Clean energy investments worldwide slid 22 percent in 1Q13 to $40.6 billion, their lowest level in four years, according to Bloomberg New Energy Finance (BNEF). The biggest declines were in the U.S. (54 percent), Europe (25 percent), and China (15 percent), while investments in Asia were robust: $8.2 billion in Japan, and the rest of Asia ex-India and China increased 47 percent to $10.1 billion. Asset finance (equity, debt, and balance sheet funds) for utility-scale projects dropped off 34 percent to $19.3 billion. VC and private equity (PE) funds fell 29 percent year-on-year to $1.3 billion.
Louisiana's Public Service Commission (PSC) will vote this Wednesday, April 17th on whether to preserve or dismantle net metering in the state. The vote will answer the central question in the net metering docket (LPSC Docket number: R-31417) – how valuable is the solar energy produced from net-metered solar systems?
The Internal Revenue Service explained today what developers must do this year to be considered to have started construction of new renewable energy projects.
In Washington DC, at the Advanced Biofuels Leadership Conference, Agriculture Secretary Tom Vilsack announced today that USDA is extending for five years its agreement to work with the Federal Aviation Administration and other partners to help develop a viable biofuel for the aviation industry.
A recent European Commission Green Paper seeking views on the development of intermediate renewable energy and climate targets for 2030 has prompted calls from the industry to adopt a three part approach, targeting renewable energy, energy efficiency and emissions reduction. Formally opening an ongoing debate, the consultation — the Commission says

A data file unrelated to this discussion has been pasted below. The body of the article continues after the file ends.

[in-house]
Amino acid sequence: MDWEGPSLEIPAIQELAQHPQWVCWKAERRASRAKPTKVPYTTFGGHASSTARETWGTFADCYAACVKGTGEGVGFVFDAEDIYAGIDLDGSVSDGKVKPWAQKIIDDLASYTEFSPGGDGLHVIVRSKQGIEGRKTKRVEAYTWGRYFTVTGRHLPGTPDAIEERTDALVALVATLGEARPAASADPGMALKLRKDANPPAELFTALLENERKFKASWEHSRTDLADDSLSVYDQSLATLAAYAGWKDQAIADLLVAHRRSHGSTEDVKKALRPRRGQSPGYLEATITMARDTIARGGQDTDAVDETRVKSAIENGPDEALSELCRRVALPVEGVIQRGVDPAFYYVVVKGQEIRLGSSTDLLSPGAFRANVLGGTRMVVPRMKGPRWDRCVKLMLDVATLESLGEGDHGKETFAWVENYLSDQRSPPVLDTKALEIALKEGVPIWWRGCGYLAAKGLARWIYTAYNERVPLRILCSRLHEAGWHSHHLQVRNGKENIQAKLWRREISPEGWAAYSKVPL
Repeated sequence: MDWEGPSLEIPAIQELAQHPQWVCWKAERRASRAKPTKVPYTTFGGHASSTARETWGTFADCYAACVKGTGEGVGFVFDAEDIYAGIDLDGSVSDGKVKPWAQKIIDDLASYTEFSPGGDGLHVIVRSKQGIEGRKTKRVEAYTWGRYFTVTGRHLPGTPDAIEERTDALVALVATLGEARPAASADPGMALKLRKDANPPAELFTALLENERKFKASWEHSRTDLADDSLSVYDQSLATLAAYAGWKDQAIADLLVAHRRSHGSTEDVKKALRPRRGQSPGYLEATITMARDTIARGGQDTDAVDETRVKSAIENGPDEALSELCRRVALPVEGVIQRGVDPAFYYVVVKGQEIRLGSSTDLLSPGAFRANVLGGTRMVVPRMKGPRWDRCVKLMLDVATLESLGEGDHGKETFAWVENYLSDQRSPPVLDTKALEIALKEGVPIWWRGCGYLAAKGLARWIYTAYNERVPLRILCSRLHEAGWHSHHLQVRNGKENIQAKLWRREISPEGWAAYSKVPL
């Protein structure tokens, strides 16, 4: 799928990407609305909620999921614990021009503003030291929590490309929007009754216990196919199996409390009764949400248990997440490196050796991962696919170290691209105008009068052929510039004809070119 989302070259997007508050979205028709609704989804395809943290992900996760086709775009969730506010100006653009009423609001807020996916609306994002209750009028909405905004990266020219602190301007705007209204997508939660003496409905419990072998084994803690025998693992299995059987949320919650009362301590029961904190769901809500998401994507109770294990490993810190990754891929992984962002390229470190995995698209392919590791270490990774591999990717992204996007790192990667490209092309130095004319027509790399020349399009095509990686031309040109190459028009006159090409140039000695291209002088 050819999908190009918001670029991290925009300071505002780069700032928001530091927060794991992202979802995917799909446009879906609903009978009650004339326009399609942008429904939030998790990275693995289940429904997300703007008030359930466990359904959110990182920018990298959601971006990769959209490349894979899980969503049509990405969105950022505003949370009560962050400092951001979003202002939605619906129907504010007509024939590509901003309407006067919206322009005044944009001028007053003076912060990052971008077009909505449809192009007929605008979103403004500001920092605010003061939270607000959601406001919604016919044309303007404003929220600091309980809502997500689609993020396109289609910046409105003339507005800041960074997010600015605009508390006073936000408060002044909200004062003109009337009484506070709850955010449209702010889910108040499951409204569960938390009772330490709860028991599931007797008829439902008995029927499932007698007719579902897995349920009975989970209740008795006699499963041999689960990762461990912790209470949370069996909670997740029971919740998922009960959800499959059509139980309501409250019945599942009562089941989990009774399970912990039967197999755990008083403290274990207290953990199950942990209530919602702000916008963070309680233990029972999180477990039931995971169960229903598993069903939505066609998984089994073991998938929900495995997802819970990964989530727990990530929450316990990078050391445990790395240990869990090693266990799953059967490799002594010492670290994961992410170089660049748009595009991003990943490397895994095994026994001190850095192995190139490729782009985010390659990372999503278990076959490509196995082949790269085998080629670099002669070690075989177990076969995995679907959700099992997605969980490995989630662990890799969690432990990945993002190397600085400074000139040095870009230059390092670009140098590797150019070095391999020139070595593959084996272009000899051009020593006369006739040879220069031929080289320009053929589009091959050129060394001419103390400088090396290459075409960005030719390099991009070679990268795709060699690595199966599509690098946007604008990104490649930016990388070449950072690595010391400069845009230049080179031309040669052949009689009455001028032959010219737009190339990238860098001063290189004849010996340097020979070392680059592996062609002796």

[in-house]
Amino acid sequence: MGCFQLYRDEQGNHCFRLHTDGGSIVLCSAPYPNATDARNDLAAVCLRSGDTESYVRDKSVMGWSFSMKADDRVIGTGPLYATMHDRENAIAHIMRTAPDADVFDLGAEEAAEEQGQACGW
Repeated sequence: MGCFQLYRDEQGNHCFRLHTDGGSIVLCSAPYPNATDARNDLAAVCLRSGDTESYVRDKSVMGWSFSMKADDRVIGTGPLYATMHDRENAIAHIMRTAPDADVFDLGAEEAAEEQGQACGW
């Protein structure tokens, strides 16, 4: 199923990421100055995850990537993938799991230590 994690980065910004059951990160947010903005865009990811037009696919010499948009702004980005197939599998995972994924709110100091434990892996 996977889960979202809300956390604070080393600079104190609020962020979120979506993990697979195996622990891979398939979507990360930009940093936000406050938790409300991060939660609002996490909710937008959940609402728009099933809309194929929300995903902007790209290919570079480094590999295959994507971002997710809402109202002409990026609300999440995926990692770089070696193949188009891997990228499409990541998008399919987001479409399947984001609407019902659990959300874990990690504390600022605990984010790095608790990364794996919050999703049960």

For the sixth year in a row, the U.S. Solar Electric Power Association (SEPA) has ranked utilities across the nation in terms of how much solar energy they have incorporated into their user base. This year's report shows that solar is spreading quickly across the country with new entrants from North Carolina, Tennessee and Ohio joining the old standbys.
A major challenge for the geothermal industry is reducing the risk of its exploration and drilling phase – there is a 40-60 percent chance that each $5-7 million well is ultimately deemed unproductive. But that statistic may soon change. In what many in the industry are calling a game-changer, the nation's first enhanced geothermal system (EGS) to supply electricity to the grid came online last week. ORMAT's Desert Peak 2 project is producing an additional 1.2 megawatts (MW) of power to its existing nearby power plant.
A new study from the Lawrence Berkeley National Laboratory (LBNL) puts some hard numbers to the benefits realized when U.S. cities streamline their solar PV permitting processes.
Just north of Delavan, Wisconsin, is Dan Osborne’s nursery farm. Where there was once a bean field now sit 80 solar panels on 100 tracking towers, generating renewable power for over 125 homes. It’s a small, but successful community-owned energy harvest. The solar farm was developed by Convergence Energy of Lake Geneva, WI and has owners from all
Recent findings in two NPD Solarbuzz reports, covering the Middle East & Africa and Emerging Asia-Pacific & Central Asia, indicate that both of these areas are set for considerable growth in 2013 with annual demand projected to hit 1 GW in each region.
Iceland became the first European country to sign a free trade agreement with China in a bid to sell its expertise in geothermal energy to the $7.3 trillion Asian economy.